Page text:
I think one often learns the most about a philosopher from those points where her views change. With that in mind, I’d like to highlight a way I think my own thought has changed recently. Ten years ago on this blog, I posted an essay that I had written ten years before that, for Robert M. Gimello’s graduate course on Buddhist meditation traditions. That paper critiques Ninian Smart’s chapter “What would Buddhaghosa have made of The Cloud of Unknowing?” (in Steven Katz’s Mysticism and Language). My now twenty-year-old essay tears Smart to pieces for his comparison between Buddhaghosa’s Visuddhimagga and the fourteenth-century English The Cloud of Unknowing. And in the light of my more recent thoughts on mystical experience, I now think that tearing up went too far.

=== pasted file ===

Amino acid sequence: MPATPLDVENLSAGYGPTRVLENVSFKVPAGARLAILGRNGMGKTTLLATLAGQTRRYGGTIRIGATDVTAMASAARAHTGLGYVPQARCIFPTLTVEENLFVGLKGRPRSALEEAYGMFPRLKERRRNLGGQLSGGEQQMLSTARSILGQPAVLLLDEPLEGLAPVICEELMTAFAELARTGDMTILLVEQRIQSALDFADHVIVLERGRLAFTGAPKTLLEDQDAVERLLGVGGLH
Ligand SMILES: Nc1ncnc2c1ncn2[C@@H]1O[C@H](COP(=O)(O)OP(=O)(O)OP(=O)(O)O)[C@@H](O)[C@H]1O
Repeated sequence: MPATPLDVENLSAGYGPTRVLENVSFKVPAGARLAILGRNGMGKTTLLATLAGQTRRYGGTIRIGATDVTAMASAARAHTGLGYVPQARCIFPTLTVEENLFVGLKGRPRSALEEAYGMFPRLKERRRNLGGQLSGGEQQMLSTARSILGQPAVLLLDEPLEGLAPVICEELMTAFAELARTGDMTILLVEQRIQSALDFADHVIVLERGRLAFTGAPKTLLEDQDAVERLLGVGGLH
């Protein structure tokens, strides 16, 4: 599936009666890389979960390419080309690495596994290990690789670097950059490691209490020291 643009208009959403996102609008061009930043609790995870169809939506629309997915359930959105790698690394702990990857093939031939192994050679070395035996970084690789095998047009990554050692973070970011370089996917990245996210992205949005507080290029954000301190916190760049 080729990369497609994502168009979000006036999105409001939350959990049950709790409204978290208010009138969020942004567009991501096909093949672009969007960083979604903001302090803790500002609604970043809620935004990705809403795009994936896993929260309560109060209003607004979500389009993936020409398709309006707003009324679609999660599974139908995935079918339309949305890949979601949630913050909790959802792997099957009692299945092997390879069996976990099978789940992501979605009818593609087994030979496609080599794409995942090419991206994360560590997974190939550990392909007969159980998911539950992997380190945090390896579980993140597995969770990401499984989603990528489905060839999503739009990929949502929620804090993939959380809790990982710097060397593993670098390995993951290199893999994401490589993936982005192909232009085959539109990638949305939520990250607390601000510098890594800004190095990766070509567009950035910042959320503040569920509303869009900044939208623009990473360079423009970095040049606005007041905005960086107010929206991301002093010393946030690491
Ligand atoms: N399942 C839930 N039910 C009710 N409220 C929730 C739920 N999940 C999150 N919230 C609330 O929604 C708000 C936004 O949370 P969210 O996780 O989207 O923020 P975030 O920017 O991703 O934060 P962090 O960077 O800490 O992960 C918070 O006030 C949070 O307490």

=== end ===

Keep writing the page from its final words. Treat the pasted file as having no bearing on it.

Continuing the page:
The Visuddhimagga and the Cloud both describe, in Smart’s words, a “systematic effort to blot out sense perception, memories, and imaginings of the world of our sensory environment and of corresponding inner states.” Neither text’s author ever claims to have done this themselves, successfully or otherwise. Smart seems to assume that they did, and my essay makes a lot of that unjustified assumption. But I think I went too far when I said this:
Similarities in actual experience lead us to believe that perhaps there is something perennial in human nature, or in the reality of the universe, that is conducive to such an experience across cultural boundaries. Similarities in textual prescription, if they do not reflect actual experiences, are mere curiosities, of mostly antiquarian interest.